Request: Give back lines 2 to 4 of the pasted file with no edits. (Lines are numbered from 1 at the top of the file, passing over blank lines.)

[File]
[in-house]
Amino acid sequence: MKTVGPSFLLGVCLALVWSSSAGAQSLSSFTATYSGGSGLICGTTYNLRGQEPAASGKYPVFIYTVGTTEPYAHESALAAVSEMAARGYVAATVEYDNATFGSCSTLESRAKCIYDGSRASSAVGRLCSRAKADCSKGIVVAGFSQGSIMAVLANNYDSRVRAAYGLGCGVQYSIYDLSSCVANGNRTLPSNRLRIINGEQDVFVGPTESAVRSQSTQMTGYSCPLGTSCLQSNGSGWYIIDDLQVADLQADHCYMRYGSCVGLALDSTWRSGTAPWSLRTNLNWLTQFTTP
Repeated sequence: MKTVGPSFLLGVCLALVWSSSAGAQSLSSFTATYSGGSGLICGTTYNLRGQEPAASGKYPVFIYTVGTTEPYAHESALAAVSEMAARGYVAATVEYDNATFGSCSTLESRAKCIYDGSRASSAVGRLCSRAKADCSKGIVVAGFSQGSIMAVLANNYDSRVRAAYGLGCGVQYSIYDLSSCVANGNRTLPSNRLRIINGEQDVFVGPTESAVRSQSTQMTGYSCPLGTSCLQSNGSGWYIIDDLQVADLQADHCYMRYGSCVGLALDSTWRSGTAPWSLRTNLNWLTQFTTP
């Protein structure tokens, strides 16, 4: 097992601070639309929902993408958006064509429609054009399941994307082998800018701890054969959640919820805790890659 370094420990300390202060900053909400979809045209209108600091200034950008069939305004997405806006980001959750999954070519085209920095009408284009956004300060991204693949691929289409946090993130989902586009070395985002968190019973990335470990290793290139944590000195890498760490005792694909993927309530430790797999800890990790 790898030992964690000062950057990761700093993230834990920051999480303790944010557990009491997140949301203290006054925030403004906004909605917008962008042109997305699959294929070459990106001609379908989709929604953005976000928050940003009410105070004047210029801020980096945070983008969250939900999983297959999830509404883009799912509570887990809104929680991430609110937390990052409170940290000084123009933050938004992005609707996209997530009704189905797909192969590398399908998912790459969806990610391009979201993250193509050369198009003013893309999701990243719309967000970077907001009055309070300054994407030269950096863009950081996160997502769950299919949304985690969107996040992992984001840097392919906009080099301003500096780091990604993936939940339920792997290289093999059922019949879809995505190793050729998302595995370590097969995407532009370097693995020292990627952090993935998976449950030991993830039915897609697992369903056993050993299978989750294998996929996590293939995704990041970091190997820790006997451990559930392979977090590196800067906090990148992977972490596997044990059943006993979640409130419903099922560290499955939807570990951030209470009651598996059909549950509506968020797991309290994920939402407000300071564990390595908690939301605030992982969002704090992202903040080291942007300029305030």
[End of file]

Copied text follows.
Amino acid sequence: MKTVGPSFLLGVCLALVWSSSAGAQSLSSFTATYSGGSGLICGTTYNLRGQEPAASGKYPVFIYTVGTTEPYAHESALAAVSEMAARGYVAATVEYDNATFGSCSTLESRAKCIYDGSRASSAVGRLCSRAKADCSKGIVVAGFSQGSIMAVLANNYDSRVRAAYGLGCGVQYSIYDLSSCVANGNRTLPSNRLRIINGEQDVFVGPTESAVRSQSTQMTGYSCPLGTSCLQSNGSGWYIIDDLQVADLQADHCYMRYGSCVGLALDSTWRSGTAPWSLRTNLNWLTQFTTP
Repeated sequence: MKTVGPSFLLGVCLALVWSSSAGAQSLSSFTATYSGGSGLICGTTYNLRGQEPAASGKYPVFIYTVGTTEPYAHESALAAVSEMAARGYVAATVEYDNATFGSCSTLESRAKCIYDGSRASSAVGRLCSRAKADCSKGIVVAGFSQGSIMAVLANNYDSRVRAAYGLGCGVQYSIYDLSSCVANGNRTLPSNRLRIINGEQDVFVGPTESAVRSQSTQMTGYSCPLGTSCLQSNGSGWYIIDDLQVADLQADHCYMRYGSCVGLALDSTWRSGTAPWSLRTNLNWLTQFTTP
């Protein structure tokens, strides 16, 4: 097992601070639309929902993408958006064509429609054009399941994307082998800018701890054969959640919820805790890659 370094420990300390202060900053909400979809045209209108600091200034950008069939305004997405806006980001959750999954070519085209920095009408284009956004300060991204693949691929289409946090993130989902586009070395985002968190019973990335470990290793290139944590000195890498760490005792694909993927309530430790797999800890990790 790898030992964690000062950057990761700093993230834990920051999480303790944010557990009491997140949301203290006054925030403004906004909605917008962008042109997305699959294929070459990106001609379908989709929604953005976000928050940003009410105070004047210029801020980096945070983008969250939900999983297959999830509404883009799912509570887990809104929680991430609110937390990052409170940290000084123009933050938004992005609707996209997530009704189905797909192969590398399908998912790459969806990610391009979201993250193509050369198009003013893309999701990243719309967000970077907001009055309070300054994407030269950096863009950081996160997502769950299919949304985690969107996040992992984001840097392919906009080099301003500096780091990604993936939940339920792997290289093999059922019949879809995505190793050729998302595995370590097969995407532009370097693995020292990627952090993935998976449950030991993830039915897609697992369903056993050993299978989750294998996929996590293939995704990041970091190997820790006997451990559930392979977090590196800067906090990148992977972490596997044990059943006993979640409130419903099922560290499955939807570990951030209470009651598996059909549950509506968020797991309290994920939402407000300071564990390595908690939301605030992982969002704090992202903040080291942007300029305030």